If you’re 45 to 60 years old, I really don’t buy your need to continue harping back on things like institutional racism as if you didn’t live in a day and time when Blacks experienced less racism than ever before in America. I really hate hearing people in Austin talk about this like it’s some type of cross they’re bearing from the 1760s. I know things are still bad and police brutality still happens, hatred is still spewed and jobs are still hard to come by for Black men who are poorly educated as young boys and poorly treated in prisons as young men and poorly considered in society thereafter. I know far too well.
But for you to pretend that you are the new incarnation of Black leadership in America when so little has been done on your watch in the last decade or two is pathetic. Actually, tell me exactly what it is that you’ve done in the last decade other than sit back in your cushy “association of” and “commissioner/chairman” jobs and meet with the same damn people week after week, month after month doing the same damn things, hosting the same damn events and complaining about the same damn federal/state/local policies that only people in real leadership roles and power can address.
Going round and round and round. Harping on the same issues. Coming up with the same bland ideas and events. Doing the most mundane fundraisers. Sending the most uninspiring emails. And reaching out to young people with about as much innovation as the General Motors Truck division brings to an alternative energy conference.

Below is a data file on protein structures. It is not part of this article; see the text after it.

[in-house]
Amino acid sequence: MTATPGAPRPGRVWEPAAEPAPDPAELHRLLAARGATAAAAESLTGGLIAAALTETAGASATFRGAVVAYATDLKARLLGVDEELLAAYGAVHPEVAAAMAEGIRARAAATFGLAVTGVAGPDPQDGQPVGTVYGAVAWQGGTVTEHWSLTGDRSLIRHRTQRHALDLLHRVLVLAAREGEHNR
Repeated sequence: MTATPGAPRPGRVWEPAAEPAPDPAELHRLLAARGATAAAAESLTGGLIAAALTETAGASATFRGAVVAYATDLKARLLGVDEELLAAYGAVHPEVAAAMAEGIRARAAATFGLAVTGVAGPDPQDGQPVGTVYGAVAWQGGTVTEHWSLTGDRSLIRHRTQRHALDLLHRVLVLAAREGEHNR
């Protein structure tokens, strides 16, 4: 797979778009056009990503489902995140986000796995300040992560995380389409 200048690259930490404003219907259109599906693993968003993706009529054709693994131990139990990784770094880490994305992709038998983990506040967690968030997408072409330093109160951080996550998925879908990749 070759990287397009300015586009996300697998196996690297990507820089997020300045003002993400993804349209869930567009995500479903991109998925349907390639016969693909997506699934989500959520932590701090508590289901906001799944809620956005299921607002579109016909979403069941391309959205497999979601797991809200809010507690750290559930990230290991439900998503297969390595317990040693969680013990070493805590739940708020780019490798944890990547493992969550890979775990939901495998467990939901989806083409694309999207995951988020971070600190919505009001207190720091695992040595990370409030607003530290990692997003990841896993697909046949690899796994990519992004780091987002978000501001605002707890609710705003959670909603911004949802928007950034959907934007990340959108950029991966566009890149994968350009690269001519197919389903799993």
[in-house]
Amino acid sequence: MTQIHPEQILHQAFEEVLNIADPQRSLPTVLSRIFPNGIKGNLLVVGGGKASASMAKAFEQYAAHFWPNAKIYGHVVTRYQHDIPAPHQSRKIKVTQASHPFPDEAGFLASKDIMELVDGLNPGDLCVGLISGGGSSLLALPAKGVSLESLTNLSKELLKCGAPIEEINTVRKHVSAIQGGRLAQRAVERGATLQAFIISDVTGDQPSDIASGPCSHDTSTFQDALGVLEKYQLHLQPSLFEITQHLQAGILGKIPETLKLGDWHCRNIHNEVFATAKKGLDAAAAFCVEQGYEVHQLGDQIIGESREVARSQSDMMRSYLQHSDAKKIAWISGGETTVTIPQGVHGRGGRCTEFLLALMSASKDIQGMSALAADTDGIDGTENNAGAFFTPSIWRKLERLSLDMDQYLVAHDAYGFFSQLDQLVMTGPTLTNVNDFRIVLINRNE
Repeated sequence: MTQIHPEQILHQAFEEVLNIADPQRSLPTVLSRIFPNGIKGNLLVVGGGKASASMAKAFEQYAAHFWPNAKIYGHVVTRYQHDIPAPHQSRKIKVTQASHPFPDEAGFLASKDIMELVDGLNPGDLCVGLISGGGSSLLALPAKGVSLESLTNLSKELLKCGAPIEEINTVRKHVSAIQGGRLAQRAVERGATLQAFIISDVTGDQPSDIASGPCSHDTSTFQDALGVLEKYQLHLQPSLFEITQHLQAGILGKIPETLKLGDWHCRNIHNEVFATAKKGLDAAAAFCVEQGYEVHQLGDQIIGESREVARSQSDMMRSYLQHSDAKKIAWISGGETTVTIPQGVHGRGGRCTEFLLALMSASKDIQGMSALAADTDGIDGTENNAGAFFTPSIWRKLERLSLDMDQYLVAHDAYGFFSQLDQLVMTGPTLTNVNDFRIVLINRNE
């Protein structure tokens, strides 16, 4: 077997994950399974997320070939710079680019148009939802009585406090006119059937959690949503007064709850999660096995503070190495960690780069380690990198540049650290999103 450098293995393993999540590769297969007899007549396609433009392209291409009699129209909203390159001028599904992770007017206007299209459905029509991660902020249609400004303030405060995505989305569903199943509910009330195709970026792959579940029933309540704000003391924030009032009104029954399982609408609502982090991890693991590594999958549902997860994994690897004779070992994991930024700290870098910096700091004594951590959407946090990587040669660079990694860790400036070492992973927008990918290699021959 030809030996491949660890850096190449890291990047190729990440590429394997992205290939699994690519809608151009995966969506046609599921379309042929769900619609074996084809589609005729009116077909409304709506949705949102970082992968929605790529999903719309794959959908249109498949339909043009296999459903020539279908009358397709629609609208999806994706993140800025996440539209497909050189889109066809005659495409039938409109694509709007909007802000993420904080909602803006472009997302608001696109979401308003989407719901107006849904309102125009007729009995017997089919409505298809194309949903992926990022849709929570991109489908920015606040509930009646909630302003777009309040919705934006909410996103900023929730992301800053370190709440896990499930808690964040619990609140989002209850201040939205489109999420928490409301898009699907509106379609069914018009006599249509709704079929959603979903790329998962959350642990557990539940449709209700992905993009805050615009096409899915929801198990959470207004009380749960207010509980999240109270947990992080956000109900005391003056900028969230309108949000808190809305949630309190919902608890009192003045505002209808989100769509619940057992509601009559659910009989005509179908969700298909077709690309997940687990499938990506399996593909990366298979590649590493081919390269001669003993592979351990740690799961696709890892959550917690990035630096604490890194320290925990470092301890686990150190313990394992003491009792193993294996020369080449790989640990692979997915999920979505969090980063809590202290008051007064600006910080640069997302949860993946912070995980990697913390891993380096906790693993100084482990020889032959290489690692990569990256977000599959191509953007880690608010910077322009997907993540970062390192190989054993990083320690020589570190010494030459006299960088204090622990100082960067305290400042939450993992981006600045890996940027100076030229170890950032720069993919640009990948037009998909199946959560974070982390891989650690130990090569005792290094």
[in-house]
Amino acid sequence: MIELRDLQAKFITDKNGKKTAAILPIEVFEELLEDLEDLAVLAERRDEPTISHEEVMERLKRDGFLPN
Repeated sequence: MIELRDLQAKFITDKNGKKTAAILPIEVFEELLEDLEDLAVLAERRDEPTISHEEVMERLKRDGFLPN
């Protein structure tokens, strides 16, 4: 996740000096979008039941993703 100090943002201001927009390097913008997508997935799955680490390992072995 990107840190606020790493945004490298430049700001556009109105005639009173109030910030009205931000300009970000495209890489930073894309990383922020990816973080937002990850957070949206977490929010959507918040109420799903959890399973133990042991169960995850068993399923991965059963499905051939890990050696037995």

Move out of the way. If you need us to kiss the ring, us being young Black people, in order for you to pass on by then fine. (Please don’t let these long-standing organizations die out with your generation.) We’ll kiss the ring if you don’t also require we anoint you all chairman/chairwoman emeritus status too because we need some other people to serve in that role. Like mid-to-late 30-somethings.
Yes, I’m being an ageist. I would apologize if I wasn’t so spot on based on far too many conversations with friends of mine in Austin, Houston, D.C., New York and other American cities. These are friends who work in business, entertainment, finance, law, politics, technology…they went to good schools thanks to the work of King and others and they are ascended to higher heights in their professions thanks to the roads your generation paved. Yes, I admit that. You fought the good fight for us. These are friends who’ve worked on Obama’s campaign and work in Congress, they lead young professionals groups across the country (only some of them solely focused on Blacks) and they have bright, albeit untested, ideas about what we should be doing right now.